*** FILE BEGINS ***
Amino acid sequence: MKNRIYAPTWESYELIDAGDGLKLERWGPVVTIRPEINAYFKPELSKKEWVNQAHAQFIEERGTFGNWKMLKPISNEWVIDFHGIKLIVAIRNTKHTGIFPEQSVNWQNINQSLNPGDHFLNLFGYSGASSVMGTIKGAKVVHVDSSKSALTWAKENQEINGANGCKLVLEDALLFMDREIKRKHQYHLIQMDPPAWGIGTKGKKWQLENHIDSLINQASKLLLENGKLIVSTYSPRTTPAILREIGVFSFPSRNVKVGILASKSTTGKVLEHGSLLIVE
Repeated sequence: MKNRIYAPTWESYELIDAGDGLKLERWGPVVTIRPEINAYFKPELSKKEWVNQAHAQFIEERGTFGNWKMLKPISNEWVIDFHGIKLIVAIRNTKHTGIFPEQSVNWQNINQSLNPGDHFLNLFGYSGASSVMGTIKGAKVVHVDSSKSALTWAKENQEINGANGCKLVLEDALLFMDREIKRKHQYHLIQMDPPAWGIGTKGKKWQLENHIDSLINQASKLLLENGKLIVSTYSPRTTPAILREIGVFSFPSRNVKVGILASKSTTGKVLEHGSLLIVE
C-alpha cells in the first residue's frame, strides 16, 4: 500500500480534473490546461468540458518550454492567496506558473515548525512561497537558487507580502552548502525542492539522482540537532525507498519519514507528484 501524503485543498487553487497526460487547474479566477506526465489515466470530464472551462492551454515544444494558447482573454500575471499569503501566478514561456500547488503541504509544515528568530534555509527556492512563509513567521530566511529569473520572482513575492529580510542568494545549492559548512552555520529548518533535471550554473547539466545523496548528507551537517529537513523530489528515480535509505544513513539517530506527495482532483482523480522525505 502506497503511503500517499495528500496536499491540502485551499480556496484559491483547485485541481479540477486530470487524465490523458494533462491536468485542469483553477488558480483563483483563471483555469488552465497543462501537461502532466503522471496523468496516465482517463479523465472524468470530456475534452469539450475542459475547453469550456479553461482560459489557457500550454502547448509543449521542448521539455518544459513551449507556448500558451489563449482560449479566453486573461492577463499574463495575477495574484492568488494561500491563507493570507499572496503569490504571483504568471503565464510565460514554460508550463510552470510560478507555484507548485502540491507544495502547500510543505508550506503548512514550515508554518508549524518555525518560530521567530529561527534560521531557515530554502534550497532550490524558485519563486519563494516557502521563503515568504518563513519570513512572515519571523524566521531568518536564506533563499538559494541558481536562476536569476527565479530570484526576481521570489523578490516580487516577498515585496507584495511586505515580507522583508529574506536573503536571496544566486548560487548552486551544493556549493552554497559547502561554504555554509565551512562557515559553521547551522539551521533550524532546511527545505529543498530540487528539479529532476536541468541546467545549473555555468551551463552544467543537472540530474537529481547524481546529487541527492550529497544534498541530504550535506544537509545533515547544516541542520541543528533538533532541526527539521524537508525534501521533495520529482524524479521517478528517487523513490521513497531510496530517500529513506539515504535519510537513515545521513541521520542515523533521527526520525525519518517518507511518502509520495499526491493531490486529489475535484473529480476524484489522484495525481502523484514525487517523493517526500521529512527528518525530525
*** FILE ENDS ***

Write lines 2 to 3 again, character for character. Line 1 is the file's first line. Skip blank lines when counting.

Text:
Repeated sequence: MKNRIYAPTWESYELIDAGDGLKLERWGPVVTIRPEINAYFKPELSKKEWVNQAHAQFIEERGTFGNWKMLKPISNEWVIDFHGIKLIVAIRNTKHTGIFPEQSVNWQNINQSLNPGDHFLNLFGYSGASSVMGTIKGAKVVHVDSSKSALTWAKENQEINGANGCKLVLEDALLFMDREIKRKHQYHLIQMDPPAWGIGTKGKKWQLENHIDSLINQASKLLLENGKLIVSTYSPRTTPAILREIGVFSFPSRNVKVGILASKSTTGKVLEHGSLLIVE
C-alpha cells in the first residue's frame, strides 16, 4: 500500500480534473490546461468540458518550454492567496506558473515548525512561497537558487507580502552548502525542492539522482540537532525507498519519514507528484 501524503485543498487553487497526460487547474479566477506526465489515466470530464472551462492551454515544444494558447482573454500575471499569503501566478514561456500547488503541504509544515528568530534555509527556492512563509513567521530566511529569473520572482513575492529580510542568494545549492559548512552555520529548518533535471550554473547539466545523496548528507551537517529537513523530489528515480535509505544513513539517530506527495482532483482523480522525505 502506497503511503500517499495528500496536499491540502485551499480556496484559491483547485485541481479540477486530470487524465490523458494533462491536468485542469483553477488558480483563483483563471483555469488552465497543462501537461502532466503522471496523468496516465482517463479523465472524468470530456475534452469539450475542459475547453469550456479553461482560459489557457500550454502547448509543449521542448521539455518544459513551449507556448500558451489563449482560449479566453486573461492577463499574463495575477495574484492568488494561500491563507493570507499572496503569490504571483504568471503565464510565460514554460508550463510552470510560478507555484507548485502540491507544495502547500510543505508550506503548512514550515508554518508549524518555525518560530521567530529561527534560521531557515530554502534550497532550490524558485519563486519563494516557502521563503515568504518563513519570513512572515519571523524566521531568518536564506533563499538559494541558481536562476536569476527565479530570484526576481521570489523578490516580487516577498515585496507584495511586505515580507522583508529574506536573503536571496544566486548560487548552486551544493556549493552554497559547502561554504555554509565551512562557515559553521547551522539551521533550524532546511527545505529543498530540487528539479529532476536541468541546467545549473555555468551551463552544467543537472540530474537529481547524481546529487541527492550529497544534498541530504550535506544537509545533515547544516541542520541543528533538533532541526527539521524537508525534501521533495520529482524524479521517478528517487523513490521513497531510496530517500529513506539515504535519510537513515545521513541521520542515523533521527526520525525519518517518507511518502509520495499526491493531490486529489475535484473529480476524484489522484495525481502523484514525487517523493517526500521529512527528518525530525